The safety and quality awards, and the QCast program are el­ements of the ACPA's Quality School held each year at the be­ginning of the heavy production season. The 4-day school is attended by veteran employees and new hires alike. Employ­ers encourage their production staff to attend and return to their workplaces with certificates attesting to their compe­tence in modern production techniques, reinforcement, con­crete mixing, batching and transport, self-consolidating con­crete, consolidation, pre and post-pour inspection, curing and fundamental calculations.

The high quality of concrete pipe and the production facilities of member companies are represented by ACPA's safety and quality awards, QCast certification program and Quality School. But it is the friendly competition between members for the awards, and then sharing the knowledge associated with the entries that result in safe workplaces and greater ef­ficiencies in production. There is no doubt that the Chairman's Safety Award and Chairman's Quality Award drive innovation that is characteristic of the concrete pipe plants of ACPA's pro­ducer members.

American Concrete Pipe Association
8445 Freeport Parkway, Suite 350, Irving, Texas 75063-2595, USA T +1 972-506-7216, F +1 972-506-7682
info@concretepipe.org
rtripp@concretepipe.org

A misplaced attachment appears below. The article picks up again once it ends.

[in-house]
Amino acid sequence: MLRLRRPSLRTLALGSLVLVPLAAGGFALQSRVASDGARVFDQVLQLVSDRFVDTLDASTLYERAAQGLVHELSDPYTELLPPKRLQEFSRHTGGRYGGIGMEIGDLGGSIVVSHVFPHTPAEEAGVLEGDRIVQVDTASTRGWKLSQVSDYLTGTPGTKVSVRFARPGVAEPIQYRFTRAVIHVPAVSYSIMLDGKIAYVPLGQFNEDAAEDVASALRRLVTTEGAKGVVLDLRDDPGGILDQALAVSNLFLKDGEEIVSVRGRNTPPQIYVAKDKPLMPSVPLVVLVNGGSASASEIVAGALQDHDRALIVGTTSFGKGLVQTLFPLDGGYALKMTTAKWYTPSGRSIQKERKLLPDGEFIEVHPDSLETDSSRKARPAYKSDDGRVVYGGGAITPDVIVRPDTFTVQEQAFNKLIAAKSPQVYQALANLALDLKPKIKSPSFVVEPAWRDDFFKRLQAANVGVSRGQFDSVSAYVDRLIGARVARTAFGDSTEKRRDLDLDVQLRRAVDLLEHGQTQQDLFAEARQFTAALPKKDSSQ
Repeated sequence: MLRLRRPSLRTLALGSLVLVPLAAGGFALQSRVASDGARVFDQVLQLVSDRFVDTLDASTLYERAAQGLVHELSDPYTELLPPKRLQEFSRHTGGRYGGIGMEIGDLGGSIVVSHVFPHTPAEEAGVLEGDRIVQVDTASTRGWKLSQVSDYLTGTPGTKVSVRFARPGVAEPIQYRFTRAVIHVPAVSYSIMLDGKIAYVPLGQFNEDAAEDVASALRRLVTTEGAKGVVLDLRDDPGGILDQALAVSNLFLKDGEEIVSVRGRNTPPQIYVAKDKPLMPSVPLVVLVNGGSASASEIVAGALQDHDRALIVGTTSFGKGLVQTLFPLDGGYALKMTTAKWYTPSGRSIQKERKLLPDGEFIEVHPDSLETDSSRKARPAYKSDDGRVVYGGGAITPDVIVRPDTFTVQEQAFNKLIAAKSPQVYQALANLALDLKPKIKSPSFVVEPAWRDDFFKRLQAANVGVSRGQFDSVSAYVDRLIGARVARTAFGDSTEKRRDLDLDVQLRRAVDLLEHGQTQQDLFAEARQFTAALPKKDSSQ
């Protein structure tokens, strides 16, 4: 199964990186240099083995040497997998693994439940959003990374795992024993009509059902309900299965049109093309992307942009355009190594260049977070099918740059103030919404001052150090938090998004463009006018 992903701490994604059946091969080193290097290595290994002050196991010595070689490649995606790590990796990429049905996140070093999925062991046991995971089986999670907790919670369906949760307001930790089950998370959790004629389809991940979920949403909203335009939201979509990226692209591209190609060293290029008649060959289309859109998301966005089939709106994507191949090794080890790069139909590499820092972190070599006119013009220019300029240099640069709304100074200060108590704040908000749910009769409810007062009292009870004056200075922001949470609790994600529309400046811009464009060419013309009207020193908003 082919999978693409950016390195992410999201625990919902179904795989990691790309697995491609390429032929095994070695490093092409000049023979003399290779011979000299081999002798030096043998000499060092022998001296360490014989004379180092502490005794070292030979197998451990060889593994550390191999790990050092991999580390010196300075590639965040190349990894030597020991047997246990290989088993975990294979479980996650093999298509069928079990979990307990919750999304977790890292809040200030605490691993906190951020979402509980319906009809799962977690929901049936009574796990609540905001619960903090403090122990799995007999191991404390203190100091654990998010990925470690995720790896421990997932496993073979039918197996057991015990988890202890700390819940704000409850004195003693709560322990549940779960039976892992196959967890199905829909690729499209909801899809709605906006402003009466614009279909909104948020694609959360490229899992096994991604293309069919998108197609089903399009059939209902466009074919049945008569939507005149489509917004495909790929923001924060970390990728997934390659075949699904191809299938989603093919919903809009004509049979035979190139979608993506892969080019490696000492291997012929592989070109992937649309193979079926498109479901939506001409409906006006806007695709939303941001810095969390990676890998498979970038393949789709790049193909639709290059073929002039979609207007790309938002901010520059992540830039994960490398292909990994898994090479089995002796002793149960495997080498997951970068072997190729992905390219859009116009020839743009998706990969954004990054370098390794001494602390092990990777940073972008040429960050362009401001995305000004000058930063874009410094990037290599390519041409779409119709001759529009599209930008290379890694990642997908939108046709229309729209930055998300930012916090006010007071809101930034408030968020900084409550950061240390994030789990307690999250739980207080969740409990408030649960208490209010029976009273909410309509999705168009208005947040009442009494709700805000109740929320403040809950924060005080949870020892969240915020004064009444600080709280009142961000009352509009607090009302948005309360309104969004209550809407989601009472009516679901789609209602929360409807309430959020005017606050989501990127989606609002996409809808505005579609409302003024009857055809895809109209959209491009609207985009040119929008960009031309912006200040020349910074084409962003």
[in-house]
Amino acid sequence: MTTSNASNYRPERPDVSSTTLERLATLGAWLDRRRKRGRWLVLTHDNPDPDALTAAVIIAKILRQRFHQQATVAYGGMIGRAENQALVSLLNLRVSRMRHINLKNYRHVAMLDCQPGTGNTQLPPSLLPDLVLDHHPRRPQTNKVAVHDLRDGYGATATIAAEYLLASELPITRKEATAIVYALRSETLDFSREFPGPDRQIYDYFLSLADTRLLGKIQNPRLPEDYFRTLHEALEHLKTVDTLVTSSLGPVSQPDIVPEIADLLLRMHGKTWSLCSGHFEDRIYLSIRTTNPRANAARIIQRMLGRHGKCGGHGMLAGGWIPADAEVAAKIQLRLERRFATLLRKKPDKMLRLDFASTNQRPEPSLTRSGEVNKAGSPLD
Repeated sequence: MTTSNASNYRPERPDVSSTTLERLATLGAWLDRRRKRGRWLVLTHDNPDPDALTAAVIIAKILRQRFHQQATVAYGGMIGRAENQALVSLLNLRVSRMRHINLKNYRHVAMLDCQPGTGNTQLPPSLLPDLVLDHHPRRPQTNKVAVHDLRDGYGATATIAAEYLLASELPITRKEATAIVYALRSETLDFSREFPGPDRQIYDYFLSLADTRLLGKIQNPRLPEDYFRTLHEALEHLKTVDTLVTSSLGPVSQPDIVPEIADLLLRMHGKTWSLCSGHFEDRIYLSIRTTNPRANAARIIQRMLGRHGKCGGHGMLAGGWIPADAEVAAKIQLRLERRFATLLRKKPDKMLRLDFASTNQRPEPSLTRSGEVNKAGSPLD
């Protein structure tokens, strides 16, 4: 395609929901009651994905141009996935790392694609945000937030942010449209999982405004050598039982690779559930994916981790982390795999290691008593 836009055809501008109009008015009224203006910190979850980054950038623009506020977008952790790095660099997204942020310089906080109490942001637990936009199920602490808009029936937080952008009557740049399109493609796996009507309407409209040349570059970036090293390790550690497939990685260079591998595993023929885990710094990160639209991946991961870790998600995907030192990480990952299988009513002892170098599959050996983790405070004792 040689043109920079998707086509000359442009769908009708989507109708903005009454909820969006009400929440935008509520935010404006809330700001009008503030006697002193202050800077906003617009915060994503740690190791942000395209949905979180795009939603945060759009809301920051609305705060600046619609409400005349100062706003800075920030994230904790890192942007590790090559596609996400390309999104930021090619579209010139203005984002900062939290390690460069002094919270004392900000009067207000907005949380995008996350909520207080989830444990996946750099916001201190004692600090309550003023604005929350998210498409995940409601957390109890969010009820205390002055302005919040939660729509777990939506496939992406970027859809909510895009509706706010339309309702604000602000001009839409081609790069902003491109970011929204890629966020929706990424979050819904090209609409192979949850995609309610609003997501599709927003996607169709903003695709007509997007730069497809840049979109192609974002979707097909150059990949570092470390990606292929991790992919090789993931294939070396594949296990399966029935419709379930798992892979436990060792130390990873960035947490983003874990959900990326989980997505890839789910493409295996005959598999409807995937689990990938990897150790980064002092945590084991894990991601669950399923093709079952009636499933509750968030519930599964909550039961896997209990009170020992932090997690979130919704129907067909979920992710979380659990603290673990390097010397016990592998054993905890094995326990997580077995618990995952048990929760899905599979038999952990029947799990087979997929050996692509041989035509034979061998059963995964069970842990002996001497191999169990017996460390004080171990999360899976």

www.concretepipe.org


Hill and Griffith Customer Service

We're known for our hands on approach. Let us visit your plant and recommend concrete release agents, packerhead concrete form releases, concrete form seasoning, potable water concrete form release, non-petroleum concrete form release, biodegradable concrete form release, rust inhibitors and concrete dissolver products that suit your needs.

Hill and Griffith Samples

Product Samples

We are pleased to provide samples in quantities large enough to allow you to "try before you buy."
Contact Us »

 

Hill and Griffith Customer Service

Technical Services & Support

On-site casting defect investigations, product testing, machine start-ups and much more. Also, lab facilities are available to provide testing upon request.
Contact Us »

 

 Bulletins and Technical Papers for Concrete Casting Products

Tags: Concrete Casting Products, Concrete Release Agents, Concrete Casting Supplies, Precast Concrete, Gricote, Concrete Plant International Magazine